The federal government cannot manage money. No matter which side of the aisle you are on, that much is clear — especially as the United States government approaches a “fiscal cliff.”
If no debt reduction deal is reached before the New Year, a set of tax hikes will automatically be implemented and other spending cuts will go into effect, USA TODAY reported.
It remains to be seen what that all means for students, but even if the effects of going over the cliff are not immediate, a recession in 2013 is possible, according to NPR.
Which begs the question, if politicians can’t manage the country’s money, can students manage their own?
When I was in first grade, everyone in my class was instructed to open a checking and savings account with a local bank that is, of course, now defunct. That was the first and only time I learned about money management in an academic setting — something that should be a lifelong lesson.
The problems our generation faces with finances reflects the nation’s problems, especially when it comes to student loan debt. Student loan debt exceeded $1 trillion last year, and with students delaying major life events as a result, the impact on the economy remains to be seen.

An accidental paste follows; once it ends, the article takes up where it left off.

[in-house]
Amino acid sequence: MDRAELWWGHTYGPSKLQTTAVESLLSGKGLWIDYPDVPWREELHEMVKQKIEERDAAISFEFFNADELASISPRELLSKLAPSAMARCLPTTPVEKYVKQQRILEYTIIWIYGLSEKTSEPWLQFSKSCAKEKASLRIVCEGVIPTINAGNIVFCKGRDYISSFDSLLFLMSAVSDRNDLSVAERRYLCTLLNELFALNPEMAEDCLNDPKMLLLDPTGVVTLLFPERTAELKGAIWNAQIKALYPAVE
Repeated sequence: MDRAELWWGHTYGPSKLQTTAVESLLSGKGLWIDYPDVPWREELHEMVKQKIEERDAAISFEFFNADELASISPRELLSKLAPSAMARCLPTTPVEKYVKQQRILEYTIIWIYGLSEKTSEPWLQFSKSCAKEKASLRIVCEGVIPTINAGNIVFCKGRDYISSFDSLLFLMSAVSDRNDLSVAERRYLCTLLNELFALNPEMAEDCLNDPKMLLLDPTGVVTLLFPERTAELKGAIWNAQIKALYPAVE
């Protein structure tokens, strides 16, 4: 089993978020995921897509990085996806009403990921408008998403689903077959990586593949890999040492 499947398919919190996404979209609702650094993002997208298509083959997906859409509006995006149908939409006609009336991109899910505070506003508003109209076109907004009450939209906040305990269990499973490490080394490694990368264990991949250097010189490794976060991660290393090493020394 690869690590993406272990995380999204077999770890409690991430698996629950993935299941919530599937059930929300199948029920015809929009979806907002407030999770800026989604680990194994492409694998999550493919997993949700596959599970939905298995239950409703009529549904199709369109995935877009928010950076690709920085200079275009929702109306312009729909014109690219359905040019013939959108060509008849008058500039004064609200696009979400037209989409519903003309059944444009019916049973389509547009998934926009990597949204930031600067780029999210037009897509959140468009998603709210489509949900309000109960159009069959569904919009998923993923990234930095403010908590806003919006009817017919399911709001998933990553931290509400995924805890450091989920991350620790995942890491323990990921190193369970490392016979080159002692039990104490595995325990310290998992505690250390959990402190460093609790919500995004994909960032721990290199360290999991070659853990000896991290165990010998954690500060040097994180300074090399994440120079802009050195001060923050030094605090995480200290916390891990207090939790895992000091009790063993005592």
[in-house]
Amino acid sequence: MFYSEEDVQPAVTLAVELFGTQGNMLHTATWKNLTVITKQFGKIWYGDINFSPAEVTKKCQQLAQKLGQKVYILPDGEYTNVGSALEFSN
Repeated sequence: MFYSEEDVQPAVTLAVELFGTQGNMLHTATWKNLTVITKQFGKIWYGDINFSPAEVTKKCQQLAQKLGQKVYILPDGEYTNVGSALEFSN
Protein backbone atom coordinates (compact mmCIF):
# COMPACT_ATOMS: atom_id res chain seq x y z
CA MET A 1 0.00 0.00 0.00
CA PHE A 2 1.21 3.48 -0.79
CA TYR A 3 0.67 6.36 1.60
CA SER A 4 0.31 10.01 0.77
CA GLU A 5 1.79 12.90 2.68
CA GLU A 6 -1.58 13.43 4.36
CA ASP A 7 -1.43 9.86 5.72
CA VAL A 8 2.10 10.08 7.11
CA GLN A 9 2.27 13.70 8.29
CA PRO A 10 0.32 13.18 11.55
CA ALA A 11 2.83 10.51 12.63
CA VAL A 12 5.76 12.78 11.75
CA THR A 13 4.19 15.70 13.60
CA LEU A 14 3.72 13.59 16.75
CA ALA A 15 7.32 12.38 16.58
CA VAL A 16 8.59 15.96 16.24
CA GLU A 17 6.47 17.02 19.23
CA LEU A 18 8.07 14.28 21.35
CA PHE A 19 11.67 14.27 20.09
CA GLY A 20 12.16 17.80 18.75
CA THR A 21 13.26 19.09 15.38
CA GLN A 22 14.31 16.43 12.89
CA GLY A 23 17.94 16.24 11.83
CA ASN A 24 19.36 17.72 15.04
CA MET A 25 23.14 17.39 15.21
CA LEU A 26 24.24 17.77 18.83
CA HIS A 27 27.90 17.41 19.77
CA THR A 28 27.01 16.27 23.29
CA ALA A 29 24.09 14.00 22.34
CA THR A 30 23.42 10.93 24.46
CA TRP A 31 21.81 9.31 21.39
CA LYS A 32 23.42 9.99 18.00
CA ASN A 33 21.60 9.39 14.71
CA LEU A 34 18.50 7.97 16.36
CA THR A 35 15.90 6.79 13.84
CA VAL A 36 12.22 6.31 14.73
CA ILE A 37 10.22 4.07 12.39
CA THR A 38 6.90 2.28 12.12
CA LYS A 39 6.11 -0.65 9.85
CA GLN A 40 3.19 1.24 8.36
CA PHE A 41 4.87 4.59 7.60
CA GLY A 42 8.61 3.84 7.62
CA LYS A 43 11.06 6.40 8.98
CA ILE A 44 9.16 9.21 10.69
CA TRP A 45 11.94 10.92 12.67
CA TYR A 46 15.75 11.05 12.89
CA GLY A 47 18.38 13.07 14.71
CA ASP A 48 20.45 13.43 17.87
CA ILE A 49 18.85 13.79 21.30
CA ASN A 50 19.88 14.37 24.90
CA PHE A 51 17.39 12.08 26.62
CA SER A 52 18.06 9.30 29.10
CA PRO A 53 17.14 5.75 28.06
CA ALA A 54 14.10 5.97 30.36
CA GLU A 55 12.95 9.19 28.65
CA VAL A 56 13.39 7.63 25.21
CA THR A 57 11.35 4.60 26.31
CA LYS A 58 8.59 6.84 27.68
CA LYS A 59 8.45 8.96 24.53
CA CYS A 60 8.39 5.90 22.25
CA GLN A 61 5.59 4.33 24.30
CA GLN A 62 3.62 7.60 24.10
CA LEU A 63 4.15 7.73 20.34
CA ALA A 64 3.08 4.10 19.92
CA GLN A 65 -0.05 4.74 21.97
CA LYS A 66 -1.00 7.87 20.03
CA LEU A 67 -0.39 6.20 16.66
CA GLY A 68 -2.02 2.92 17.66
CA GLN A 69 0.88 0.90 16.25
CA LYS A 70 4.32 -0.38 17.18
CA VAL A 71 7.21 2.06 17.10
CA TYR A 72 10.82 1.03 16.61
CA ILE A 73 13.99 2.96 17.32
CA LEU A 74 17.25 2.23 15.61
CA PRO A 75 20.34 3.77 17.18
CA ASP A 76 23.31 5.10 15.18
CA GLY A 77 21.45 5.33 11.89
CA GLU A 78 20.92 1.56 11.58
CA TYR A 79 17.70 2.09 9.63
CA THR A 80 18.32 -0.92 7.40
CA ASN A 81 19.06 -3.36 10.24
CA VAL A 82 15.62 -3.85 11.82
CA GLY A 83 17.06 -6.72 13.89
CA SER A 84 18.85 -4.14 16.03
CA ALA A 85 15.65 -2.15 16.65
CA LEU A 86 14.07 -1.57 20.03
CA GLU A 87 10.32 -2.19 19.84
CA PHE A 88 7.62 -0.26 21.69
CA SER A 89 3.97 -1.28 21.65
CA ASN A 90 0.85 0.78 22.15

Student loan debt and high unemployment are also leaving more students reconsidering the value of college degrees. Much of the backlash is because a college education is not necessarily geared toward practical skills.
College students are encouraged to learn a variety of skills before entering the real world, whether that means learning to drive or cooking a proper meal. Money management, however, is just as crucial, if not more.
Poor financial literacy can have lingering effects, as Millenials continue to accumulate debt and avoid learning to budget. Farther down the line, money problems are known to be a leading cause for divorce.
College is not the ideal time for students to learn money management — but it should not be a lesson taught in elementary school and then forgotten. The need is definitely present, and high school is the opportunity to ingrain financial lessons in students before they go to college.
As of 2011, only 13 states require high school students to take a personal finance class. If that’s the case, maybe we shouldn’t be surprised 60% of people between 18 and 34 years old do not keep a budget.
So if today’s federal government cannot manage money, what will happen when our generation comes to age and power? Hopefully we’ll learn how to budget by then.
Powered by Facebook Comments